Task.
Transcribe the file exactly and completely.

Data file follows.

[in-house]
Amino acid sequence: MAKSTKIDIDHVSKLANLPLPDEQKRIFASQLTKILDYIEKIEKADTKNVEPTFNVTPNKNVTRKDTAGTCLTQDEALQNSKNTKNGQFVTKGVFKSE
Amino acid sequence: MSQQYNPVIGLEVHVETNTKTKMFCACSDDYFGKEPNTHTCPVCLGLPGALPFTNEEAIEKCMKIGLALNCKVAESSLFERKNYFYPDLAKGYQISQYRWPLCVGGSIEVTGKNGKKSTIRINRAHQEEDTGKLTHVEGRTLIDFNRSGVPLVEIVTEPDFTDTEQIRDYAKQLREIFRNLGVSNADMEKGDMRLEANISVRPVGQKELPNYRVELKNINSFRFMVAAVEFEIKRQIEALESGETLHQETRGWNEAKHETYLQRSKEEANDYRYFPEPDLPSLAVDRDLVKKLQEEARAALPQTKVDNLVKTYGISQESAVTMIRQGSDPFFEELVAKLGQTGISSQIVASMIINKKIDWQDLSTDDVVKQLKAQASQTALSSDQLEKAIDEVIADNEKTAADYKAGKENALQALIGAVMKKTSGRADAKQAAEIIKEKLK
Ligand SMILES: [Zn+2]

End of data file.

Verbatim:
[in-house]
Amino acid sequence: MAKSTKIDIDHVSKLANLPLPDEQKRIFASQLTKILDYIEKIEKADTKNVEPTFNVTPNKNVTRKDTAGTCLTQDEALQNSKNTKNGQFVTKGVFKSE
Amino acid sequence: MSQQYNPVIGLEVHVETNTKTKMFCACSDDYFGKEPNTHTCPVCLGLPGALPFTNEEAIEKCMKIGLALNCKVAESSLFERKNYFYPDLAKGYQISQYRWPLCVGGSIEVTGKNGKKSTIRINRAHQEEDTGKLTHVEGRTLIDFNRSGVPLVEIVTEPDFTDTEQIRDYAKQLREIFRNLGVSNADMEKGDMRLEANISVRPVGQKELPNYRVELKNINSFRFMVAAVEFEIKRQIEALESGETLHQETRGWNEAKHETYLQRSKEEANDYRYFPEPDLPSLAVDRDLVKKLQEEARAALPQTKVDNLVKTYGISQESAVTMIRQGSDPFFEELVAKLGQTGISSQIVASMIINKKIDWQDLSTDDVVKQLKAQASQTALSSDQLEKAIDEVIADNEKTAADYKAGKENALQALIGAVMKKTSGRADAKQAAEIIKEKLK
Ligand SMILES: [Zn+2]